Training Your Dog While Protecting Your Home and Lawn

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Whether you have a new puppy or you’re trying to “teach an old dog new tricks,” having an obedient four-legged friend makes dog ownership easier for everyone. If you’re trying to teach your dog good behaviors or how to go outside to go to the bathroom, though, you might find the process more taxing than you expected!

On average, it takes about 4-6 months to train a puppy to go potty outside. However, if you take your dog outside for a few hours each day and remain consistent with your training, some can learn in just a few weeks.

Spending all of that time outside, however, can cause your puppy or dog to wreak havoc on your lawn. Dogs are instinctive diggers, some breeds are known to get bored easily, and they often have a lot of energy to burn! On muddy days, after playing outside for hours, they might even track dirt and mud into your house or on your furniture.

So what can you do to effectively train your dog while keeping your lawn looking great and protecting your home — inside and out?

Understand Your Dog’s Behavior

When your dog digs up the grass, has an accident inside, or makes a mess with mud, they’re not doing it because they’re “bad.” They’re not doing it to get back at you or to make your life harder. They’re just being a dog!

But it’s easy to get angry and frustrated when things like this happen, which can cause some people to discipline their dogs the wrong way.

While there are many different training and behavioral techniques you can try with your dog, one thing to keep in mind is to stick with positive reinforcement as much as possible. It’s okay to discipline your dog if you’re “catching” them doing something wrong (not after the fact). But it’s equally important to reward them for the things they’re doing right.

Dogs are often food-motivated. Giving them something extra special like pieces of banana or blueberries can get them even more excited to do a good job! But, they also will adore your praise, affection, and attention. Make a big deal out of it when they go potty outside, or when they spend several hours out in the yard without digging. When they associate that praise with a certain action, they’re more likely to keep it up.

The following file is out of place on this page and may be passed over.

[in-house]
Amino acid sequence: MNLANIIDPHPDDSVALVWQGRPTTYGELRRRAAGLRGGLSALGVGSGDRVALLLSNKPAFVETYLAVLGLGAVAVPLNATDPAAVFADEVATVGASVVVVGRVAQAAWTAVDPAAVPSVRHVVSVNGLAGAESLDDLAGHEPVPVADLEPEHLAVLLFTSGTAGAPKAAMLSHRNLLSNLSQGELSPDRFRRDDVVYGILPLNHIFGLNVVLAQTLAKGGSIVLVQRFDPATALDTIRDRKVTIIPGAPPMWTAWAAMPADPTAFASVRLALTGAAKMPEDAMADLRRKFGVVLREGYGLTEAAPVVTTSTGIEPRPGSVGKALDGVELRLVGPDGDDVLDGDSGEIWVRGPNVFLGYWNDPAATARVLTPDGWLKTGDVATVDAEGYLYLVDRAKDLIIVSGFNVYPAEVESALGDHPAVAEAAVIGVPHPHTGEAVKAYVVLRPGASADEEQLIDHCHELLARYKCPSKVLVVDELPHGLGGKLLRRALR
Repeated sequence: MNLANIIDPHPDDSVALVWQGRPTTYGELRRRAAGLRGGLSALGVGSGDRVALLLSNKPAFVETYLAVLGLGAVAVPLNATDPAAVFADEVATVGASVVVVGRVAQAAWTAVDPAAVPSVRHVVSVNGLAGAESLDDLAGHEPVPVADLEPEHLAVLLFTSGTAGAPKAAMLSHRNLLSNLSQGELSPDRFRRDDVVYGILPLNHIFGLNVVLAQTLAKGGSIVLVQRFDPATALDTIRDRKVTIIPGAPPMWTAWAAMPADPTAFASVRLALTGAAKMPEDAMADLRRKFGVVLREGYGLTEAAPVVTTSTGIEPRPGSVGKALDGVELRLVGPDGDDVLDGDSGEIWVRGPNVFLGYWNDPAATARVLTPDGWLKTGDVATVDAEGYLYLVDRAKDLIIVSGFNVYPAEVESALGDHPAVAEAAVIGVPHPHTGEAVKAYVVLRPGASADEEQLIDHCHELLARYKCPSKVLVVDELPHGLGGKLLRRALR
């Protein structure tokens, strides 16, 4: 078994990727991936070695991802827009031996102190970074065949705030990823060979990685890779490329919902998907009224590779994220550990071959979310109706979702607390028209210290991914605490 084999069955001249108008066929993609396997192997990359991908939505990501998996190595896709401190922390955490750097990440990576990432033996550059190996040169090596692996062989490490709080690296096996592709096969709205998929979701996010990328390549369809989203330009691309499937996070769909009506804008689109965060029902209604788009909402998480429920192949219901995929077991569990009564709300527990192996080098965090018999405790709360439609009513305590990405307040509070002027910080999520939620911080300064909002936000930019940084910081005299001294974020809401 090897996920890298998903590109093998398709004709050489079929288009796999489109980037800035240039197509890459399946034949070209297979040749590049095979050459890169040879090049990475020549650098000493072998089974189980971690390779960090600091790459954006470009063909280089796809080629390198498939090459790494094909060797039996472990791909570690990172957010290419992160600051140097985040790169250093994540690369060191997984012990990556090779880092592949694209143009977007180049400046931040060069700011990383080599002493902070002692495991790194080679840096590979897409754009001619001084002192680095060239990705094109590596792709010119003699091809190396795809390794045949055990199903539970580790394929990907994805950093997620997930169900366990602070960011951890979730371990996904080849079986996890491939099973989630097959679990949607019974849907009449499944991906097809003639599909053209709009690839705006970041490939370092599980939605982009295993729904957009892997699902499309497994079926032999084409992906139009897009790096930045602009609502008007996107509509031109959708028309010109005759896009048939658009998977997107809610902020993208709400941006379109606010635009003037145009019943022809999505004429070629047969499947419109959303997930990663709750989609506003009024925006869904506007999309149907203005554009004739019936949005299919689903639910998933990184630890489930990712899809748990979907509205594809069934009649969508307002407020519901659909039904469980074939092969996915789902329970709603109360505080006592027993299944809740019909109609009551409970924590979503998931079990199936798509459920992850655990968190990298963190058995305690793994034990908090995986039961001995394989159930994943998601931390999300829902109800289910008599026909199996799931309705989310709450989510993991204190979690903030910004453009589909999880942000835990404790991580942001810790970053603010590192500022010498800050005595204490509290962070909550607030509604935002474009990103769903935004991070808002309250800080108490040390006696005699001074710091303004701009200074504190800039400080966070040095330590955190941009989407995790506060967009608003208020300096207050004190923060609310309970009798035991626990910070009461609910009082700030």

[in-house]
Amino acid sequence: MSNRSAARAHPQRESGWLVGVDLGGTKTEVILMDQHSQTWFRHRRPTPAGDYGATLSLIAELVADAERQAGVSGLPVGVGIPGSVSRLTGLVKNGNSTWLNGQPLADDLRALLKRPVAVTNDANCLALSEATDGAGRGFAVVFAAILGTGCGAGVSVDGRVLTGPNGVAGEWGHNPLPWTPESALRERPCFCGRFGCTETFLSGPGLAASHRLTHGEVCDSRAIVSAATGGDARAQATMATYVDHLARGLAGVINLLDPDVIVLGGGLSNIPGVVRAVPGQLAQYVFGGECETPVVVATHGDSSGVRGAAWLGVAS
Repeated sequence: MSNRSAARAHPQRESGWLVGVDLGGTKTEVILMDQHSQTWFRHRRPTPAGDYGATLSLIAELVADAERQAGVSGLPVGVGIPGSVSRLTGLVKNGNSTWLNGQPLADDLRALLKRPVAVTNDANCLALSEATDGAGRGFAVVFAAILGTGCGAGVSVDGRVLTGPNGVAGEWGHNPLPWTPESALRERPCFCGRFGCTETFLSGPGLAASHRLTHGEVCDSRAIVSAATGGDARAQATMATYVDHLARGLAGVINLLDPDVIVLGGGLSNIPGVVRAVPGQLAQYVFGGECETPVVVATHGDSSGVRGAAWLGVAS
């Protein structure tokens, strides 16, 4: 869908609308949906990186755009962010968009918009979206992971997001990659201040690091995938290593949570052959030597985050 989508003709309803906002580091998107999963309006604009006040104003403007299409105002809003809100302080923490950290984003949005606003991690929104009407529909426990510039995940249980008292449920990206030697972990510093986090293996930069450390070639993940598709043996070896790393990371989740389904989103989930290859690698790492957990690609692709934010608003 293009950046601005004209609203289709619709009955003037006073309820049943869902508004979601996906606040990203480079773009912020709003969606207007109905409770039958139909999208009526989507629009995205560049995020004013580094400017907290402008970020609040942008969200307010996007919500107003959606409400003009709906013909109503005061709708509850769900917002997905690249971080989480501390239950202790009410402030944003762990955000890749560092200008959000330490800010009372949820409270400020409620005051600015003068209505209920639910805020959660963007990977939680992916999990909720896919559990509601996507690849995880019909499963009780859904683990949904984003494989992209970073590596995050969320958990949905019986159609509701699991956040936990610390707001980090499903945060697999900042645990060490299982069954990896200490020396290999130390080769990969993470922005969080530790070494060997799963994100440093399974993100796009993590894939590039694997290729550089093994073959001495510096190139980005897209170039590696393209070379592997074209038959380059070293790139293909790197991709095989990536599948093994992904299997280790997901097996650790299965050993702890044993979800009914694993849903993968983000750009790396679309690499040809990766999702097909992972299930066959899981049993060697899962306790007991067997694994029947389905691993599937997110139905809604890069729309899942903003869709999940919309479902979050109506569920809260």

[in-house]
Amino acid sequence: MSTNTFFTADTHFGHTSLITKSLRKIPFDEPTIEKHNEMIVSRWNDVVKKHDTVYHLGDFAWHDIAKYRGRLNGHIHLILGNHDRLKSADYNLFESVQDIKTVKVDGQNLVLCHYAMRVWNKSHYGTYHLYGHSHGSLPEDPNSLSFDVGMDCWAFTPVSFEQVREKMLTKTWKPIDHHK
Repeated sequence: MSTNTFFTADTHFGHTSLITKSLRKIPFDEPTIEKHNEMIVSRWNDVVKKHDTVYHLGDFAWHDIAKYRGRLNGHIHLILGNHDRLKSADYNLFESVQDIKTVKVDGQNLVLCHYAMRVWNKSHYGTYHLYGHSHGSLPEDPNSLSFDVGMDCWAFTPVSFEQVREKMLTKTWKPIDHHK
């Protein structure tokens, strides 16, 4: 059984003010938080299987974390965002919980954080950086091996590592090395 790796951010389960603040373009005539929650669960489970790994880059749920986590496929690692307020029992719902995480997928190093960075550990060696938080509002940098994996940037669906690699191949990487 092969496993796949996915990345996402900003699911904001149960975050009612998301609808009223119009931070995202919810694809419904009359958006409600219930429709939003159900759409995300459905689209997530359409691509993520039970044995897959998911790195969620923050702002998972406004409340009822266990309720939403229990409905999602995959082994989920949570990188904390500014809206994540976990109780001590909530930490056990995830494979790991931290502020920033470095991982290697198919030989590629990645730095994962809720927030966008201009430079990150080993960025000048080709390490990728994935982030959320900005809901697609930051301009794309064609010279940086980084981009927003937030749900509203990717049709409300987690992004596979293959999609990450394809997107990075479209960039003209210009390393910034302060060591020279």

Laying Down the Law on the Lawn

Dogs dig for a variety of reasons. It’s instinctual, as a way to protect food or items from other animals. Some dogs dig out of boredom or because they have a build-up of energy. No matter the reason, digging can create big problems for your lawn.

While it may not be possible to completely prevent digging, there are some tips and tricks you can include in your training process that will make it less likely for your dog to destroy your yard with its fast and furious paws, including:

  • Giving them more playtime/exercise
  • Getting rid of rodents in the yard
  • Giving them things to chew on
  • Blocking off certain areas
  • Creating a designated ‘digging’ area in the yard with extra sand or dirt

You’ve probably heard the expression “a tired dog is a well-behaved dog,” and there’s a lot of truth to that. If your dog is digging from boredom, giving them some extra playtime, going on long walks, or even playing fetch can tire them out and reduce the appeal to dig out of boredom. As a result, your yard can stay intact while you train them.

Keeping Your Home Safe

Training your dog can create problems inside the home, too. Some dogs are more prone to chewing than others, and it could cause issues with your furniture getting ruined. Often, dogs going through potty training will have accidents. Some dogs even might cause damage in the home because they have a lot of energy and run around in small spaces. So how can you keep your home protected while you’re training your pooch?

Again, one of the best ways is to wear your dog out. Behaviors like chewing are also often done out of boredom, or even curiosity. Puppies, especially, are a lot like toddlers! They want to explore their new surroundings.

But keeping your home safe can also help to keep your dog safe. There are plenty of dangers within the home that your four-legged friend could get into if they’re not being watched, including everything from cleaning supplies to certain plants, foods, or electronic devices.

Having pet-resistant floors installed is a great way to protect your hardwood from overly-excited pups, but even sealing your floors or getting them refinished can make a difference in scratches showing up on the wood.

If your dog tends to be a chewer, one of the easiest ways to change their behavior is to get their attention when they’re chewing the wrong thing (like a piece of furniture), give them an acceptable chew toy, and praise them when they start chewing the toy.

It all goes back to the techniques with which you discipline your dog, and how you praise and reward them. When you understand the root of their behaviors, training will become a lot easier, and you’ll be able to protect your home and lawn in the process.

About The Author: Luke Smith is a writer and researcher turned blogger. Since finishing college he is trying his hand at being a freelance writer. He enjoys writing on a variety of topics but lifestyle and home improvement topics are his favorite. When he isn’t writing you can find him traveling, hiking, or gaming.
Photo by John Price on Unsplash


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